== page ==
Asian Elephants

Elephants are sociable animals who live together in family groups.

Adopt Me Book Tickets

Over time, we've built a fantastic relationship with our herd, always delighting in watching newcomers develop from mischievous teenagers into mighty adults.

Our bull elephant Aung Bo joined us in October 2012 and plays an important role in our conservation breeding programme.

Our youngest elephant Nandita, was born in August 2015 to experienced mum Thi.

Making a difference in Assam

For over 10 years we've been working in Assam, India to help elephants and humans live alongside one another safely. You can watch a video from our recent trip to Assam here.

The fight against elephant herpes

Elephant herpes (EEHV) is a deadly virus which affects young elephants typically around weaning age. Find out more about what we're doing to understand more about this disease and eradicate it.

Find out more

Latest elephant news

Facts & Info

Interesting facts

Where they live India and Southeast Asia.
Habitat Scrub forest and grassy terrain.
Size Length: up to 6.4m
Shoulder height up to 3m
Weight Up to 5000kg
Threats Habitat loss due to logging, agricultural and urban development. Poaching for ivory.Conflict with humans – as their natural habitat is lost, more animals are wandering into farmed areas causing crop damage. Increasing numbers of people have also died as a result of elephant encounters. This has led to retaliatory hunting by some communities.

Species Information

Scientific name Elephas maximus
Order Proboscidea
Family Elephantidae
Genus Elephas
IUCN status Endangered
Roles in the zoo

Research (ex situ): This species is part of applied research that leads to evidence-based decisions regarding in-zoo management.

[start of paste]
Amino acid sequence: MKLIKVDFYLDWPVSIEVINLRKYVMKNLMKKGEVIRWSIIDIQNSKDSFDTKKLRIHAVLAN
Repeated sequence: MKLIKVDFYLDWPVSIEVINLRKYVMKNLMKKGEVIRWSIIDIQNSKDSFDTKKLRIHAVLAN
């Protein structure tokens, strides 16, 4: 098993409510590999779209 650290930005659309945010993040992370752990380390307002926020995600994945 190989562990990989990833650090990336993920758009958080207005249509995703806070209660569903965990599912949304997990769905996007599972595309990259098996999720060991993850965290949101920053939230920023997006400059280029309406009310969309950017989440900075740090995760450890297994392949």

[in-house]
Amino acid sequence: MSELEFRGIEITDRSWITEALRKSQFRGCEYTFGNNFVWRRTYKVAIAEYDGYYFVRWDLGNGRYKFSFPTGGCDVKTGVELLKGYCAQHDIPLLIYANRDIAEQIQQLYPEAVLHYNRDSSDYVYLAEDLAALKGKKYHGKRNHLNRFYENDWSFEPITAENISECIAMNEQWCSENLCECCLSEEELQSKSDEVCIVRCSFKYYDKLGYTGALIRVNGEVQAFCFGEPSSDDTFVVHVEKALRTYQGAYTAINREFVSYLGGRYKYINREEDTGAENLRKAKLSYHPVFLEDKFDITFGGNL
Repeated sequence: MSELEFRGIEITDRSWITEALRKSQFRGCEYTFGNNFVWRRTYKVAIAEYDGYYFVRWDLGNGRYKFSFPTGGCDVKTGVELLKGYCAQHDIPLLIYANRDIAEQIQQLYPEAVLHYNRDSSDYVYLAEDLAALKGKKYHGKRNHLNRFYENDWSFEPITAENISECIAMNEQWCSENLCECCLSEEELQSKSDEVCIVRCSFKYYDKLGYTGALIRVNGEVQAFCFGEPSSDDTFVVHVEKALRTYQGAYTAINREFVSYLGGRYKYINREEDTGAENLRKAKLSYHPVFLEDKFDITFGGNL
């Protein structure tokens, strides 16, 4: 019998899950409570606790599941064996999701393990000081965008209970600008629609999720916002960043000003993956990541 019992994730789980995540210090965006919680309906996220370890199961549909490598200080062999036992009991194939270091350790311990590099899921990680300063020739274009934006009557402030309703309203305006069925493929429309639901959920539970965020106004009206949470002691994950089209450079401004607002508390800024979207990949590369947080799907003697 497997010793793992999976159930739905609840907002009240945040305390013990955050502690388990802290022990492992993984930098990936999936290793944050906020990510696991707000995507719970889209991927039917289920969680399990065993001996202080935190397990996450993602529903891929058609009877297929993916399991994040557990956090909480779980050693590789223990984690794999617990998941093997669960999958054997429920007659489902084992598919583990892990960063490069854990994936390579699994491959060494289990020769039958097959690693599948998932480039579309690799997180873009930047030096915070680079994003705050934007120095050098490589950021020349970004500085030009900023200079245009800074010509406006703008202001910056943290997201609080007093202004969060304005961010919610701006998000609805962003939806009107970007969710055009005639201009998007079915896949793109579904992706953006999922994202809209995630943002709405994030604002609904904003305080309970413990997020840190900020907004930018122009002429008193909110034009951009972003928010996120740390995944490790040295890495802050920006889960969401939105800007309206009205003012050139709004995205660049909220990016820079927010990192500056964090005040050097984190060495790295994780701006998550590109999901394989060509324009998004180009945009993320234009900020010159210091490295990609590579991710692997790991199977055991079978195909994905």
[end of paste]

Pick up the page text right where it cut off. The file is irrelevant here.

In situ Conservation Ambassador

Flagship species: This is a species acting as an ambassador for one of our conservation programmes in the wild.

Education

Interdependence: This species helps demonstrate that all living things, including humans, live in ecosystems and depend on other living things for their survival.

Human Impact: This species helps demonstrate that human activities are causing serious environmental damage.

Partnerships: This species helps demonstrate that we work in partnerships with other organisations to conserve nature and natural resources.

Chester Zoo: This species helps demonstrate that as a charity Chester Zoo’s mission is to be a major force in conserving biodiversity worldwide.

You! This species helps demonstrate that we can all make changes to help the environment and zoos can help inspire people to do this.

Husbandry Development and/or Skills Training: This is a species for which we’re developing particular husbandry methods to address an identified issue and/or helping to build staff capacity in specific husbandry or field conservation skills.

Pure Research: This species is undergoing clearly defined research that increases our knowledge of natural history, behaviour, ecology, population biology, taxonomy, disease.